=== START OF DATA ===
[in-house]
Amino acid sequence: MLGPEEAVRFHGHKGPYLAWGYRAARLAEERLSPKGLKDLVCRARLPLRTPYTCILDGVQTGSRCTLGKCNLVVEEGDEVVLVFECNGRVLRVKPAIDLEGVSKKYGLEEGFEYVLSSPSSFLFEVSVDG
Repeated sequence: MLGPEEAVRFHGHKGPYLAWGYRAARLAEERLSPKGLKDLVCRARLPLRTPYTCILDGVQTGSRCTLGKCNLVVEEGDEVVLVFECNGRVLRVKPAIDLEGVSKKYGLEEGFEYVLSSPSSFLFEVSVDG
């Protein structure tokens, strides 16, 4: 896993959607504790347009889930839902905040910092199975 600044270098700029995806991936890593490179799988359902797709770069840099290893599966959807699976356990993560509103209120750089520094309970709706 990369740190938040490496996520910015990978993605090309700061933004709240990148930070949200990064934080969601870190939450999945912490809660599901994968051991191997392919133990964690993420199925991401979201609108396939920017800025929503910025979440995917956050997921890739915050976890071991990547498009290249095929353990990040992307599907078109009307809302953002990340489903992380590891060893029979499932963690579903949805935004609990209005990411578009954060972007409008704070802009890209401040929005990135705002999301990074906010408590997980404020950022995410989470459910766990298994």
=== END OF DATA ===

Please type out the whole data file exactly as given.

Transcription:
[in-house]
Amino acid sequence: MLGPEEAVRFHGHKGPYLAWGYRAARLAEERLSPKGLKDLVCRARLPLRTPYTCILDGVQTGSRCTLGKCNLVVEEGDEVVLVFECNGRVLRVKPAIDLEGVSKKYGLEEGFEYVLSSPSSFLFEVSVDG
Repeated sequence: MLGPEEAVRFHGHKGPYLAWGYRAARLAEERLSPKGLKDLVCRARLPLRTPYTCILDGVQTGSRCTLGKCNLVVEEGDEVVLVFECNGRVLRVKPAIDLEGVSKKYGLEEGFEYVLSSPSSFLFEVSVDG
């Protein structure tokens, strides 16, 4: 896993959607504790347009889930839902905040910092199975 600044270098700029995806991936890593490179799988359902797709770069840099290893599966959807699976356990993560509103209120750089520094309970709706 990369740190938040490496996520910015990978993605090309700061933004709240990148930070949200990064934080969601870190939450999945912490809660599901994968051991191997392919133990964690993420199925991401979201609108396939920017800025929503910025979440995917956050997921890739915050976890071991990547498009290249095929353990990040992307599907078109009307809302953002990340489903992380590891060893029979499932963690579903949805935004609990209005990411578009954060972007409008704070802009890209401040929005990135705002999301990074906010408590997980404020950022995410989470459910766990298994």